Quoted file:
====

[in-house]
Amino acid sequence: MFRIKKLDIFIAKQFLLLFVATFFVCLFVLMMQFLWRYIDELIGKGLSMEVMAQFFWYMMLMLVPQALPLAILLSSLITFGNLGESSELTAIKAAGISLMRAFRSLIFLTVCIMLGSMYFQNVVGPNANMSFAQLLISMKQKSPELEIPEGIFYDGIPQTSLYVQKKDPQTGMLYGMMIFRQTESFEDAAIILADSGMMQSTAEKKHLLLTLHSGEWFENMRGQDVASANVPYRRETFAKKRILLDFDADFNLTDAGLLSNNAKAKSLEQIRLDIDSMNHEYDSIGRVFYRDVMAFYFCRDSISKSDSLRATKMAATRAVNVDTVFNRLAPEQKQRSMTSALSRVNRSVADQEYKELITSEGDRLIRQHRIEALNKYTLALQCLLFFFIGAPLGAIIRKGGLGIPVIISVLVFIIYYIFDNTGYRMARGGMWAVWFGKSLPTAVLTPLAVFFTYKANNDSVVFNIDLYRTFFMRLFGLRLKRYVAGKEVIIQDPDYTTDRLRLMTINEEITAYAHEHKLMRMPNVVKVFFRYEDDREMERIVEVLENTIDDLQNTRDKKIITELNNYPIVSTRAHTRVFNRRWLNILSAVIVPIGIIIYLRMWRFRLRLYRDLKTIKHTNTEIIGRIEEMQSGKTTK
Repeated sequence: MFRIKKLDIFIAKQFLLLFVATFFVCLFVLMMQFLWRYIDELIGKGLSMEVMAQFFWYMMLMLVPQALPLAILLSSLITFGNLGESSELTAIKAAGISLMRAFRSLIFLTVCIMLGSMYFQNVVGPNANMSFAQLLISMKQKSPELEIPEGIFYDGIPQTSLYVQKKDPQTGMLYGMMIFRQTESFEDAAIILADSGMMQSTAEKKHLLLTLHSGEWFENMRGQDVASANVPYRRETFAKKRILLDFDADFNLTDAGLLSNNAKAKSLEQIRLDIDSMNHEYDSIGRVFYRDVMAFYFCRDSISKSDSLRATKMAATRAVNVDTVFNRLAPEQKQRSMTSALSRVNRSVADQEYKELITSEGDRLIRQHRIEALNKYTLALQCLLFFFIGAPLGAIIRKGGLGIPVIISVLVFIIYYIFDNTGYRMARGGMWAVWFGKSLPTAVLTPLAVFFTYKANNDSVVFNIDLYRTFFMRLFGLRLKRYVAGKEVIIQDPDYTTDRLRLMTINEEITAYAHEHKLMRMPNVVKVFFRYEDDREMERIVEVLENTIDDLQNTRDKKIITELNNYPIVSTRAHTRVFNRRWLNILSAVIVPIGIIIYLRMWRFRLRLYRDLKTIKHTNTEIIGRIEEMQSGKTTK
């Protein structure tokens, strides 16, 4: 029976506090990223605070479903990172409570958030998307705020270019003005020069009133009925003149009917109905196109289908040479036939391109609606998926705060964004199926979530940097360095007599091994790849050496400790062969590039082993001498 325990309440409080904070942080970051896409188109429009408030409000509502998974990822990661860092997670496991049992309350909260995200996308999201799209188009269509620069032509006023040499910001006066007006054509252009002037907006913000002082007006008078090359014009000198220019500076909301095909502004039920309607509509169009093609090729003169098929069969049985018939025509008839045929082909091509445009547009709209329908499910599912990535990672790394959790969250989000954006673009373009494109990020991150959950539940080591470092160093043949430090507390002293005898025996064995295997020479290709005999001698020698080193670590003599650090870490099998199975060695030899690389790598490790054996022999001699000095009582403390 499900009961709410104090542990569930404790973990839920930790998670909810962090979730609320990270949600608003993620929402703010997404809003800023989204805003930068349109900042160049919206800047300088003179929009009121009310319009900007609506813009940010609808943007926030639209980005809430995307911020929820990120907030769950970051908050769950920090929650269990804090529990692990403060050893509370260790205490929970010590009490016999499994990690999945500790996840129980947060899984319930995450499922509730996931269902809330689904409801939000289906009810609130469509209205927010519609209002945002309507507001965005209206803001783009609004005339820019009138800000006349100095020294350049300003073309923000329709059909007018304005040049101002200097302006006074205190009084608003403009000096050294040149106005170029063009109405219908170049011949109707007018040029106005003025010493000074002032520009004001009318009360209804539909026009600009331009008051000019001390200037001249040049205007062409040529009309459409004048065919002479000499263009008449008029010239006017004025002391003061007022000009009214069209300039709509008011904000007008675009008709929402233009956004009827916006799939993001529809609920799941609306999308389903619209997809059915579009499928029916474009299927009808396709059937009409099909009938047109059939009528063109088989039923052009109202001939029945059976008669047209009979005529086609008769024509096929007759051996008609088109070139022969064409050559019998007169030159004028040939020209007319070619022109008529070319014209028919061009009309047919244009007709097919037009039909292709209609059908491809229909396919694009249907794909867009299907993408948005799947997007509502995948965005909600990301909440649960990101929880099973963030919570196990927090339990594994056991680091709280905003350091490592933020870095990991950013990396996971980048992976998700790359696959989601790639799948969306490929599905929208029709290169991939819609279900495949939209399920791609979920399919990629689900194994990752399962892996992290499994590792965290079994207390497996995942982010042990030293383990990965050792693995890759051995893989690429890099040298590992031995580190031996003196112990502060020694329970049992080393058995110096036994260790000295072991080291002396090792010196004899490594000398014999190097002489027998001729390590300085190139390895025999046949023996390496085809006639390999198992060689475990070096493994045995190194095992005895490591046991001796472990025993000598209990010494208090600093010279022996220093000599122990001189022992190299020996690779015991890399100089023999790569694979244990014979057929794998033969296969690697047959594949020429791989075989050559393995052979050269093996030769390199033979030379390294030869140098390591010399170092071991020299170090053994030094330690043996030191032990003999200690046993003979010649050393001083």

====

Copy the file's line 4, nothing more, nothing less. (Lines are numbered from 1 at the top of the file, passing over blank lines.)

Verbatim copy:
């Protein structure tokens, strides 16, 4: 029976506090990223605070479903990172409570958030998307705020270019003005020069009133009925003149009917109905196109289908040479036939391109609606998926705060964004199926979530940097360095007599091994790849050496400790062969590039082993001498 325990309440409080904070942080970051896409188109429009408030409000509502998974990822990661860092997670496991049992309350909260995200996308999201799209188009269509620069032509006023040499910001006066007006054509252009002037907006913000002082007006008078090359014009000198220019500076909301095909502004039920309607509509169009093609090729003169098929069969049985018939025509008839045929082909091509445009547009709209329908499910599912990535990672790394959790969250989000954006673009373009494109990020991150959950539940080591470092160093043949430090507390002293005898025996064995295997020479290709005999001698020698080193670590003599650090870490099998199975060695030899690389790598490790054996022999001699000095009582403390 499900009961709410104090542990569930404790973990839920930790998670909810962090979730609320990270949600608003993620929402703010997404809003800023989204805003930068349109900042160049919206800047300088003179929009009121009310319009900007609506813009940010609808943007926030639209980005809430995307911020929820990120907030769950970051908050769950920090929650269990804090529990692990403060050893509370260790205490929970010590009490016999499994990690999945500790996840129980947060899984319930995450499922509730996931269902809330689904409801939000289906009810609130469509209205927010519609209002945002309507507001965005209206803001783009609004005339820019009138800000006349100095020294350049300003073309923000329709059909007018304005040049101002200097302006006074205190009084608003403009000096050294040149106005170029063009109405219908170049011949109707007018040029106005003025010493000074002032520009004001009318009360209804539909026009600009331009008051000019001390200037001249040049205007062409040529009309459409004048065919002479000499263009008449008029010239006017004025002391003061007022000009009214069209300039709509008011904000007008675009008709929402233009956004009827916006799939993001529809609920799941609306999308389903619209997809059915579009499928029916474009299927009808396709059937009409099909009938047109059939009528063109088989039923052009109202001939029945059976008669047209009979005529086609008769024509096929007759051996008609088109070139022969064409050559019998007169030159004028040939020209007319070619022109008529070319014209028919061009009309047919244009007709097919037009039909292709209609059908491809229909396919694009249907794909867009299907993408948005799947997007509502995948965005909600990301909440649960990101929880099973963030919570196990927090339990594994056991680091709280905003350091490592933020870095990991950013990396996971980048992976998700790359696959989601790639799948969306490929599905929208029709290169991939819609279900495949939209399920791609979920399919990629689900194994990752399962892996992290499994590792965290079994207390497996995942982010042990030293383990990965050792693995890759051995893989690429890099040298590992031995580190031996003196112990502060020694329970049992080393058995110096036994260790000295072991080291002396090792010196004899490594000398014999190097002489027998001729390590300085190139390895025999046949023996390496085809006639390999198992060689475990070096493994045995190194095992005895490591046991001796472990025993000598209990010494208090600093010279022996220093000599122990001189022992190299020996690779015991890399100089023999790569694979244990014979057929794998033969296969690697047959594949020429791989075989050559393995052979050269093996030769390199033979030379390294030869140098390591010399170092071991020299170090053994030094330690043996030191032990003999200690046993003979010649050393001083």